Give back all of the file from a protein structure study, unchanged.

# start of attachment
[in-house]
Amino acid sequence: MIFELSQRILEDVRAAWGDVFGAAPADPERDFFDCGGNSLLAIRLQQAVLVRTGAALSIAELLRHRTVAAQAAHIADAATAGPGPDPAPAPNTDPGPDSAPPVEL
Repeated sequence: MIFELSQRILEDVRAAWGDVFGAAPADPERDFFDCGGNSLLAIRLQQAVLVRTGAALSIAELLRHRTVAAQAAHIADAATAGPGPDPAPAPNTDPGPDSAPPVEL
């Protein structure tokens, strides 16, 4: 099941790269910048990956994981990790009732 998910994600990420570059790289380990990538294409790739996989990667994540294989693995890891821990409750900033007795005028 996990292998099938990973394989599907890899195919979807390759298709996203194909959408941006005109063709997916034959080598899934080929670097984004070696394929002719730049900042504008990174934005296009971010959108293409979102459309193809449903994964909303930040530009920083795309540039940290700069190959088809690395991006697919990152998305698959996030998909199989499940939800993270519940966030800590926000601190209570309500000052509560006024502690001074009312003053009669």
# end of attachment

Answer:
[in-house]
Amino acid sequence: MIFELSQRILEDVRAAWGDVFGAAPADPERDFFDCGGNSLLAIRLQQAVLVRTGAALSIAELLRHRTVAAQAAHIADAATAGPGPDPAPAPNTDPGPDSAPPVEL
Repeated sequence: MIFELSQRILEDVRAAWGDVFGAAPADPERDFFDCGGNSLLAIRLQQAVLVRTGAALSIAELLRHRTVAAQAAHIADAATAGPGPDPAPAPNTDPGPDSAPPVEL
């Protein structure tokens, strides 16, 4: 099941790269910048990956994981990790009732 998910994600990420570059790289380990990538294409790739996989990667994540294989693995890891821990409750900033007795005028 996990292998099938990973394989599907890899195919979807390759298709996203194909959408941006005109063709997916034959080598899934080929670097984004070696394929002719730049900042504008990174934005296009971010959108293409979102459309193809449903994964909303930040530009920083795309540039940290700069190959088809690395991006697919990152998305698959996030998909199989499940939800993270519940966030800590926000601190209570309500000052509560006024502690001074009312003053009669």